Paul K
(Copyright © 1999 Piero Scaruffi | Legal restrictions - Termini d'uso )

Patriots (1988), 6/10
The Big Nowhere , 6/10
The Killer in the Rain , 6/10
The Blue Sun For Elizabth , 6/10
Blues for Charlie Lucky , 6.5/10
Garden of Forking Paths , 6/10
Achilles Heel , 6/10
Love is a Gas , 6/10
A Wilderness of Mirrors , 6.5/10
Prayers: Saratoga , 6/10
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Paul Kopasz (better known as Paul K, a Detroit native) had produced a number of cassettes in the late 1980s, but surfaced only with Patriots (Shrunken Stomach, 1988) and its 17-minute title-track. His Weathermen became a staple of folk and blues clubs in Lexington, near Louisville (Kentucky), but the real attraction is Kopasz's songwriting, that draws inspiration from Lou Reed and Gram Parsons.

The Big Nowhere (SilenZ, 1991) is a dark and brooding work, obsessed with drugs (Kopasz was a heroin addict and spent time in jail) The sound is sparse and subdued, but Poor Man's Eyes, Nashville Tennessee, Robespierre and Superhighway already display his skills, while The Arson Biz and Post Office Pinup reveal a sarcastic if not humorous tone.

By comparisong, The Killer in the Rain (SilenZ, 1992), featuring the Weathermen, is a hard-rock album. The Third Day is the Worst, Highway Hero and The Killer in the Rain exude sweat and dirt, blue-collar frustration and suburban alienation.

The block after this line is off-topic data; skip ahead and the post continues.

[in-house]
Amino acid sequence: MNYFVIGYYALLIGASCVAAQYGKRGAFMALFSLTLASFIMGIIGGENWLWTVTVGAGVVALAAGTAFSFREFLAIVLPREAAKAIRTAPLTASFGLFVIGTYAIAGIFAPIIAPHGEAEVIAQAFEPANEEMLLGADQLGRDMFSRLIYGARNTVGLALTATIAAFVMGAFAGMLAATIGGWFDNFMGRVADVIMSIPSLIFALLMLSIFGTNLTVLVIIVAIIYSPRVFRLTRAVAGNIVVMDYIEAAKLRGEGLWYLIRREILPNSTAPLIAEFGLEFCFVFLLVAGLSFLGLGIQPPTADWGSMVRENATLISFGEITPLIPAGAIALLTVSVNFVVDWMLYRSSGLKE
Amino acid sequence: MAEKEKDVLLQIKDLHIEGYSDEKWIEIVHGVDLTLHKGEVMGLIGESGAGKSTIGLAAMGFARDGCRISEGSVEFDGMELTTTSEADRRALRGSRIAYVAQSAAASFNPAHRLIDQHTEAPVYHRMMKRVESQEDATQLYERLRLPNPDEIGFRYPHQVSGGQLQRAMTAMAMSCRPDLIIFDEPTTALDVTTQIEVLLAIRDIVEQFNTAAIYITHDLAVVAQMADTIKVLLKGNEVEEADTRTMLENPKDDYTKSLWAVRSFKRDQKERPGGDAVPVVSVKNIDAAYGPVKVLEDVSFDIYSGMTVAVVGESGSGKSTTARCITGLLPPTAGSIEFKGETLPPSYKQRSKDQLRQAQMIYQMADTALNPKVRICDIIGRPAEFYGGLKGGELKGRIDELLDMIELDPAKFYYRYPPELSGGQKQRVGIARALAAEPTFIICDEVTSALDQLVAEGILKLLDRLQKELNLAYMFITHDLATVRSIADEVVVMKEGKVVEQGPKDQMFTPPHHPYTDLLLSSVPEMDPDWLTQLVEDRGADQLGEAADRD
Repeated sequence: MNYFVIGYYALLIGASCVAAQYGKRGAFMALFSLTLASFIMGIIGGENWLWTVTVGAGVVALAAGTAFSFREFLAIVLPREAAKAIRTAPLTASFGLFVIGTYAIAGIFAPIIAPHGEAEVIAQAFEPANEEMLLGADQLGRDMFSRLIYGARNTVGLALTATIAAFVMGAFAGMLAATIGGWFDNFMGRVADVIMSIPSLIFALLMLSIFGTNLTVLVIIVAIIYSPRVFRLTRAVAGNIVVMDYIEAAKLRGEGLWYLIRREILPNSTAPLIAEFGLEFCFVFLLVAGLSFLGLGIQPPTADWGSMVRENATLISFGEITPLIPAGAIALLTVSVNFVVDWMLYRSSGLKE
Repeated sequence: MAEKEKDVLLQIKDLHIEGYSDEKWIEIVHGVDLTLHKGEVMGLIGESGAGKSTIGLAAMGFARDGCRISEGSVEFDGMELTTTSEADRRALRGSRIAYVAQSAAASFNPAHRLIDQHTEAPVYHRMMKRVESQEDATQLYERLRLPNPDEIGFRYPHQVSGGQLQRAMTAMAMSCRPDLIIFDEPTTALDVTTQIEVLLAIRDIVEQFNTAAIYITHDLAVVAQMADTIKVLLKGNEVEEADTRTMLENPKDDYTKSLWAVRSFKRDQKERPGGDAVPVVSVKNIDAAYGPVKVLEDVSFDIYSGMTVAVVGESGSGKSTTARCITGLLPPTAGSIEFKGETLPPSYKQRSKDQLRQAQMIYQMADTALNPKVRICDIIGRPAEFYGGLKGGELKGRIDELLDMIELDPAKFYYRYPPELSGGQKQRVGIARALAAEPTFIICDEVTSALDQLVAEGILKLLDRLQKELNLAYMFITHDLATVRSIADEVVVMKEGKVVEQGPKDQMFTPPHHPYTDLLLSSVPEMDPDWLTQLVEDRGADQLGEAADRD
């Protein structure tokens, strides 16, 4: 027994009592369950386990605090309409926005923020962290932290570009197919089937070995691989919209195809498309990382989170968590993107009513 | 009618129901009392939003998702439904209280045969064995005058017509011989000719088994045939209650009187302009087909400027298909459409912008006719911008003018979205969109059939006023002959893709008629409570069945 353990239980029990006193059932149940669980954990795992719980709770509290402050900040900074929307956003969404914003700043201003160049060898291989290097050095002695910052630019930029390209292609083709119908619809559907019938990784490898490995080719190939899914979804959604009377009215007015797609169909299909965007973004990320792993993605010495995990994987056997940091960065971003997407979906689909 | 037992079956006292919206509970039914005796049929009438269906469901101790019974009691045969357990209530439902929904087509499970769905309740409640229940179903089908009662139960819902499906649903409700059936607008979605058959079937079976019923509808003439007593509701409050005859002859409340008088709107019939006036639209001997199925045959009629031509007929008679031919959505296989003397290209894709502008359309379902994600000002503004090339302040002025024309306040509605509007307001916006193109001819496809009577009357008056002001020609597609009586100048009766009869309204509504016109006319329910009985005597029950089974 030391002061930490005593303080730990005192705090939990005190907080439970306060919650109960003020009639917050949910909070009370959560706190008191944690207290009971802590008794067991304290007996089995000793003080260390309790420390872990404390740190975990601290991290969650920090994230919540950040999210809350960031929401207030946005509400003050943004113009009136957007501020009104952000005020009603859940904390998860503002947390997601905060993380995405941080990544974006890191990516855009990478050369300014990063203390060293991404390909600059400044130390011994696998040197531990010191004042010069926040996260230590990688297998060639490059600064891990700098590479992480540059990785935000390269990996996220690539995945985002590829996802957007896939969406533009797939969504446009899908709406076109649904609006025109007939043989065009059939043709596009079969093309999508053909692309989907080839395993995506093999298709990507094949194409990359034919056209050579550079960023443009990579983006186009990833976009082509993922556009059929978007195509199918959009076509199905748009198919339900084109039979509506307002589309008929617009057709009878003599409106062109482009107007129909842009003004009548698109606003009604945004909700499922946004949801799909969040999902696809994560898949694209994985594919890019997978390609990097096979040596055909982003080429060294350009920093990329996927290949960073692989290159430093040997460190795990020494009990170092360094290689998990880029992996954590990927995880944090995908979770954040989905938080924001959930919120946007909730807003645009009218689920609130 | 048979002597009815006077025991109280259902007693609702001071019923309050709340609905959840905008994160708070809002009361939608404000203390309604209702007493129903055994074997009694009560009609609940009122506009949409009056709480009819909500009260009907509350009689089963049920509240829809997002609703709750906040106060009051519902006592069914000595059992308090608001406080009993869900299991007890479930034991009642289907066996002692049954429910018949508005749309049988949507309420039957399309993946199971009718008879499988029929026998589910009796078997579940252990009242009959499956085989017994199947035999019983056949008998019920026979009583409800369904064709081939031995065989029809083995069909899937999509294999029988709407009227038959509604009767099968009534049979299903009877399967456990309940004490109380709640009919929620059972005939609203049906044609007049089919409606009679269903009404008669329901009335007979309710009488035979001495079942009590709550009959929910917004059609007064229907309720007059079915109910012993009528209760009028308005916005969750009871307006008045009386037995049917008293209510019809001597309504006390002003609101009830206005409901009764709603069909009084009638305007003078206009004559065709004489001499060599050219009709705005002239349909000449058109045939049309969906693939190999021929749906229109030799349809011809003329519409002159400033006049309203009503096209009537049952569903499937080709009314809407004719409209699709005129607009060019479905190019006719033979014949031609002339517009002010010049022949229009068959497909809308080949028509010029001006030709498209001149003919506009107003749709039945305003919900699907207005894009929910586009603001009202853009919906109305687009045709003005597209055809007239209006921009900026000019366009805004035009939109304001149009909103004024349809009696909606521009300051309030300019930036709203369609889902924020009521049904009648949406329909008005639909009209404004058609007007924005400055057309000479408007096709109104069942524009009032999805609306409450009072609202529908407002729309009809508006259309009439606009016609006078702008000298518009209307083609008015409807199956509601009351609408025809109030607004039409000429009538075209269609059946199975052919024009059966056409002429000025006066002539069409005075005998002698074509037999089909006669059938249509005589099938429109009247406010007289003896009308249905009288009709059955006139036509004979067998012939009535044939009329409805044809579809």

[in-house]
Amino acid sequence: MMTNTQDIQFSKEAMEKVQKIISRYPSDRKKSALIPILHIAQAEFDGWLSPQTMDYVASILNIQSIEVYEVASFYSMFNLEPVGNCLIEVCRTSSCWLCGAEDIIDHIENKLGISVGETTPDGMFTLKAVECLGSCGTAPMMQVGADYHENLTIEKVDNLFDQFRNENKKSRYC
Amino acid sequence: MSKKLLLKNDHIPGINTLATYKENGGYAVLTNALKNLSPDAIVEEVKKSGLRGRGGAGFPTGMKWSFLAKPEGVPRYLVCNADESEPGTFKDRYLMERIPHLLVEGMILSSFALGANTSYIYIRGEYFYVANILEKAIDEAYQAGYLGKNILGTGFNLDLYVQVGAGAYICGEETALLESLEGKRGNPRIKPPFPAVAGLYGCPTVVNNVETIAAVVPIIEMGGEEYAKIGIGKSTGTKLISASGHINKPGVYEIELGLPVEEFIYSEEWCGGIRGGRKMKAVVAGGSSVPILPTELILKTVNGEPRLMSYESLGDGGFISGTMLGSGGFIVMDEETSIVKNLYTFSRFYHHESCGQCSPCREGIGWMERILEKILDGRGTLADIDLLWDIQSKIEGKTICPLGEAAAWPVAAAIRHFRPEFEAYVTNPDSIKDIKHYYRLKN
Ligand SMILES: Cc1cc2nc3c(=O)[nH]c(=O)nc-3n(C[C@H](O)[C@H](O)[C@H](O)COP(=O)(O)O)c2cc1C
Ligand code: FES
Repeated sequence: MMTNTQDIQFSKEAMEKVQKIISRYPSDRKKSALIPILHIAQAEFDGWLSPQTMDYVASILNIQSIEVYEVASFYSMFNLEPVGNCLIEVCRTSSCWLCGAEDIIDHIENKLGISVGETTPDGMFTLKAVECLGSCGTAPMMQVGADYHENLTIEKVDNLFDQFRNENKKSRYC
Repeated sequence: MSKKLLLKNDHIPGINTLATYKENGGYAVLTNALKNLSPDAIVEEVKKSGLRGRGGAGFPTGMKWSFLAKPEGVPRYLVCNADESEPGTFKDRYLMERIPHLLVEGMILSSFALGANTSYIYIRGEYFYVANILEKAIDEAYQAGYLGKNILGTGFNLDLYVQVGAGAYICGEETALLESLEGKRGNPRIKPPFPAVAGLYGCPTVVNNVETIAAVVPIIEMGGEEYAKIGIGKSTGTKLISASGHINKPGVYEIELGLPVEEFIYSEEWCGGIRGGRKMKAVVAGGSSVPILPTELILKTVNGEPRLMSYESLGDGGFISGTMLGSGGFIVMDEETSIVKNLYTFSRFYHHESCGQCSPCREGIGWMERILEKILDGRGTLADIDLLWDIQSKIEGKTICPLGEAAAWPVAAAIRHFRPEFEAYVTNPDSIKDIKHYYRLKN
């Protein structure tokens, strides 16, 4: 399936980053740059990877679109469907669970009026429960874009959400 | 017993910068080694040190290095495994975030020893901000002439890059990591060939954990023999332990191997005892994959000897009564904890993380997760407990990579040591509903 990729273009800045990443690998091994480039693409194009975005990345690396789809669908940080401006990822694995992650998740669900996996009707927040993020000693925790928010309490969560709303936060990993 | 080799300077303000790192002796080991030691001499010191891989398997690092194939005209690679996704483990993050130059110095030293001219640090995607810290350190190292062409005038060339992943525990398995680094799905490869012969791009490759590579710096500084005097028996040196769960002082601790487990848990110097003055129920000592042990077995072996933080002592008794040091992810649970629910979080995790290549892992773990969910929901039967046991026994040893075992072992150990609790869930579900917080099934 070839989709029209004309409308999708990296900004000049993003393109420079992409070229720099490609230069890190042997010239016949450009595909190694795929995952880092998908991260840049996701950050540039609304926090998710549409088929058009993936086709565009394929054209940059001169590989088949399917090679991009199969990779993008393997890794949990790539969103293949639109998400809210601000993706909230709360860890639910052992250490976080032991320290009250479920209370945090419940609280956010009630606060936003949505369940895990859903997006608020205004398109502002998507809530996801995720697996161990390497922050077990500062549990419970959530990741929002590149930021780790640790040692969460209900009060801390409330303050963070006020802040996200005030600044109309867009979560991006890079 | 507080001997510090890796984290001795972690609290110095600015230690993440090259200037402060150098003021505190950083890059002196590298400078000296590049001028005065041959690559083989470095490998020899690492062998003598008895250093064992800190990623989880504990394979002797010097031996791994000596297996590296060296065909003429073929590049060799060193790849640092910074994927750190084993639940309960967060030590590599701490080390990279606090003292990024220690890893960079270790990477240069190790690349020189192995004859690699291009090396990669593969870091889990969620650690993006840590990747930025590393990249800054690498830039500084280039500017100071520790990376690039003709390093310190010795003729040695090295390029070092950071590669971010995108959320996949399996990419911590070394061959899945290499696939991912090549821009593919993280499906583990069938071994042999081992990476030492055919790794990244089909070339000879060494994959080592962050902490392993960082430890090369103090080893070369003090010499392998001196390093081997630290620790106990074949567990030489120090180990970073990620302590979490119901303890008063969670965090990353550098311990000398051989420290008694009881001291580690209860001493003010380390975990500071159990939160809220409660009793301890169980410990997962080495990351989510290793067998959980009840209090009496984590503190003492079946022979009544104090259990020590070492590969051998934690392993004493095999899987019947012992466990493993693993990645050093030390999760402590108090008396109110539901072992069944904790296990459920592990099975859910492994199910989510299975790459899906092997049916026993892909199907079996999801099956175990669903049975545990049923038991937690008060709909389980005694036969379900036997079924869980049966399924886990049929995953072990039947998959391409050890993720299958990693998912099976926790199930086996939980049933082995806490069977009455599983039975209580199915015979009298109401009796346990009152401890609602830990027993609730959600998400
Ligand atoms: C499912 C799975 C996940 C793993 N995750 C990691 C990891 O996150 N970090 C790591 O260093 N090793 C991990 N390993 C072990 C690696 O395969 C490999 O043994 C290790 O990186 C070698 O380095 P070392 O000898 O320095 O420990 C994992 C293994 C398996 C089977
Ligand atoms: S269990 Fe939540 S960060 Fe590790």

The Blue Sun For Elizabth (Homestead, 1993) is an anthology of his cassette material. It includes live classics like Amphetamines And Coffee and The Blue Sun.

Kopasz returned to the solo format for Blues for Charlie Lucky (SilenZ, 1993), possibly his masterpiece, at least as far as storytelling goes (Black and Blues , God's own singer, Nicotine Psychos Blues, Radiant and White).

On the other hand, Garden of Forking Paths (Silenz, 1993) is again as raw and energetic as Killer. The Weathermen are in top form Disappear, Stolen Gems and Stone In My Shoe are the new classic, while 7 Gates to the City presents him in the unlikely role of religious preacher.

After the cassette Corpus (Shrimper, 1995), the mini-album Coin Of The Realm (Fiasco, 1995), that contains Potter's Field, Coin Of The Realm and Pillar Of Salt, and the live album Now And At The Hour Of Our Death, Amen (Glitterhouse, 1995), Paul K and the Weathermen matured with the sober and harrowing Achilles Heel (Thirsty Ear, 1995), whose Cold Summer Nights and Roses For The Rich show Kopasz at the peak of his songwriting muse while Deportee, Add Up The Bills, When You Read This I'll Be Gone and Everything's Forgiven are all impeccable performances by one of the greatest bar-bands of the 1990s.

Kopasz aimed for the masses with Love is a Gas (Alias, 1997), his most polished and relaxed record ever (produced by Velvet Underground's Moe Tucker). Liar's Prayer, Deep Freeze, Apple in my Eye, David Ruffin's Tears, Slow It Down sound like Neil Young, Lou Reed, Jonathan Richman and many others, but not like Paul K and the Weathermen. Love is a Gas and Everything That Glitters retain his original style, though.

A Wilderness of Mirrors (Alias, 1998) is not only a concept album but also a tour de force, as Paul K pens 17 songs and uses the Book of Job as a reference. The biblical endeavour yields some of his most accomplished blues tracks (Wilderness of Mirrors, Imperial Statues, Big Bad City, Crash, The Bottle and the Cork) although this is a completely new artist.

Paul K then joined the Prayers of drummer Tim Welch that released Saratoga (Alias, 1999), an eclectic stew of folk, rhythm and blues, gospel, soul, etc that marked a return of sorts to his roots.

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